|Photo by Jack Haskell|
631 E. Roosevelt Ave., Phoenix, AZ 95003
Roosevelt Row has been a vital mixed use area from the earliest days of the establishment of Phoenix. Many of the historic concrete sidewalks in the corridor were poured 1909, three years before Arizona officially became the 48th State. In the early 1940's, when there were approximately 30,000 people living in Phoenix numerous businesses were established along Roosevelt Street. The flower shop at Fifth Street and Roosevelt has been in continuous operation since 1948. In the 1970's, parts of the area were re-zoned as a high-rise incentive district leading to land speculation and a decline of the neighborhood that lasted until the late 1990's. Many of these inhabitants were forced out of their homes to make room for the new developments. Along with the decline of a community came the downfall of the neighborhood. Many of the remaining homes became high crime areas and unsafe to walk through. The houses that once held settling families were now infiltrated by crime and poverty.
As the years passed, the blighted area was attractive to artists because the boarded-up buildings and former crack houses were affordable for studio and gallery space. The arts were a major factor in the revitalization of the area resulting in significant decreases in crime as more people began to venture into the area to experience the cultural vibrancy. Many new art businesses have emerged in the past thirty years within Roosevelt Row (Vanesian, 2010) (Below: Photo of wall within present day Roosevelt Row. Credit: Jack Haskell)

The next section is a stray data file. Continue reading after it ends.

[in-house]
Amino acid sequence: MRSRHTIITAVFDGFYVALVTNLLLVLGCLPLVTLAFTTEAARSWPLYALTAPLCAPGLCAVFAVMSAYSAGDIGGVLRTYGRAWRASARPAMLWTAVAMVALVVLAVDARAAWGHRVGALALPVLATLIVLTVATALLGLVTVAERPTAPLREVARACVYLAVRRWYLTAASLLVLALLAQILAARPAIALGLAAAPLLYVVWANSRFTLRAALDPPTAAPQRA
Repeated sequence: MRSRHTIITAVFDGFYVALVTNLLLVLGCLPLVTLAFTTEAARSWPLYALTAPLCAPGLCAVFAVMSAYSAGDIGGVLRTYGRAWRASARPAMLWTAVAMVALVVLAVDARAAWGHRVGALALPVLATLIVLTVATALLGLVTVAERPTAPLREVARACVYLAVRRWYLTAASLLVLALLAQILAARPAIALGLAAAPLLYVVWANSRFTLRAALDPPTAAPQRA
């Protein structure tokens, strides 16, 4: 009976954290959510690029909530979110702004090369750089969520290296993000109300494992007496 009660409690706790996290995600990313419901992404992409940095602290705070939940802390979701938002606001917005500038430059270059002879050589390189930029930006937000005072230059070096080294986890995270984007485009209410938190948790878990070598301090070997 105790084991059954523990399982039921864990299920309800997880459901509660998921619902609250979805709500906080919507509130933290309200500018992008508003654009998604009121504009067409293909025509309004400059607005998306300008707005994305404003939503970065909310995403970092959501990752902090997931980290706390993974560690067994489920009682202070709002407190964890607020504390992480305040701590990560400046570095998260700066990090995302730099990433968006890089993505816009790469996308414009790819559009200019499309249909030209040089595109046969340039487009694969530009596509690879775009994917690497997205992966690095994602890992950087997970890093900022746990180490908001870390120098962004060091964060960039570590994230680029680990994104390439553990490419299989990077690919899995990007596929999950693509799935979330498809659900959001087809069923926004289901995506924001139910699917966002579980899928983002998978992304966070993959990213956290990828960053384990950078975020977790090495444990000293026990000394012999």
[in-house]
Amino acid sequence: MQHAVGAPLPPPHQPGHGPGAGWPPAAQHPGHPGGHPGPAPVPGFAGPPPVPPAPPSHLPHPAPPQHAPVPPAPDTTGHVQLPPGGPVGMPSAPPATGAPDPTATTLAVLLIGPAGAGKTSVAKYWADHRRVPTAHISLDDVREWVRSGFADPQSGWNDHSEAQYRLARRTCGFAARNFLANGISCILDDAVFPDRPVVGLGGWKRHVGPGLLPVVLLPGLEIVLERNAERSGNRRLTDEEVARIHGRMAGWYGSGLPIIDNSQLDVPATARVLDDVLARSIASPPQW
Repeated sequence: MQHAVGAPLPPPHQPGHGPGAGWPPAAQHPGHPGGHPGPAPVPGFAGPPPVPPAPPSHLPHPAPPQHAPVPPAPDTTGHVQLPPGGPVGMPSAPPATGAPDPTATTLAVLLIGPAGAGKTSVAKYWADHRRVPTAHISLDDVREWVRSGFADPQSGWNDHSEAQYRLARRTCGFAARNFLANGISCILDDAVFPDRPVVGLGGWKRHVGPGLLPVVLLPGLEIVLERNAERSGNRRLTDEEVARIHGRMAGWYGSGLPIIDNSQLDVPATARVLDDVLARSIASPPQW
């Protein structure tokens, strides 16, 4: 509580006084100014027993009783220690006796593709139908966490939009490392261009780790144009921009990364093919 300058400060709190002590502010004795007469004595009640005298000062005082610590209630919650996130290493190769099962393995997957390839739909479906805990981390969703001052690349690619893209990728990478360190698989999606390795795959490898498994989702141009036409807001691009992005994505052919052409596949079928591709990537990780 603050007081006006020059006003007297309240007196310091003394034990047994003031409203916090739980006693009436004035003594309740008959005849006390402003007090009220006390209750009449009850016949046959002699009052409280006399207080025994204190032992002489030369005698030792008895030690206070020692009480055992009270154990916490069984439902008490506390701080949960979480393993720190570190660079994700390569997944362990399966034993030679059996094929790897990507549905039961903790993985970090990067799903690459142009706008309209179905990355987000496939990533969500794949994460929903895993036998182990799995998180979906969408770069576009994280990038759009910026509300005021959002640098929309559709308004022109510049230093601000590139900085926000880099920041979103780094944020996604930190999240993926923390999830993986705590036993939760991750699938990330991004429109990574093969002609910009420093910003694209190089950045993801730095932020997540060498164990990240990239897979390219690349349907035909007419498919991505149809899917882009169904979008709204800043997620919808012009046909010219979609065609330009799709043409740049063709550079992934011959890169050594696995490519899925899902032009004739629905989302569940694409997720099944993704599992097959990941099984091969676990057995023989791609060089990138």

Roosevelt Row present day has become a vital cultural center in Phoenix, Arizona. Artist from all over Arizona gather every First Friday of the month to celebrate the artistic roots of Phoenix. Roosevelt Row proved that a poor neighborhood could hold on to its’ culture and radiate it to the rest of the city. The once abandoned homes have now found new care takers in the hearts of eclectic Phoenicians. This is a story of how a city fought back to keep itself from being torn down due to the “waste of vital space” many neighborhoods become once they are targeted.
- Faith Alvarez and Alex Connelly
Vanesian, K. (2010). "Looking back on the future" shows modified arts is in good hands. New Times (Phoenix, Ariz.),
A bit of history. (n.d.). Retrieved from http://www.rooseveltrow.org/about/history/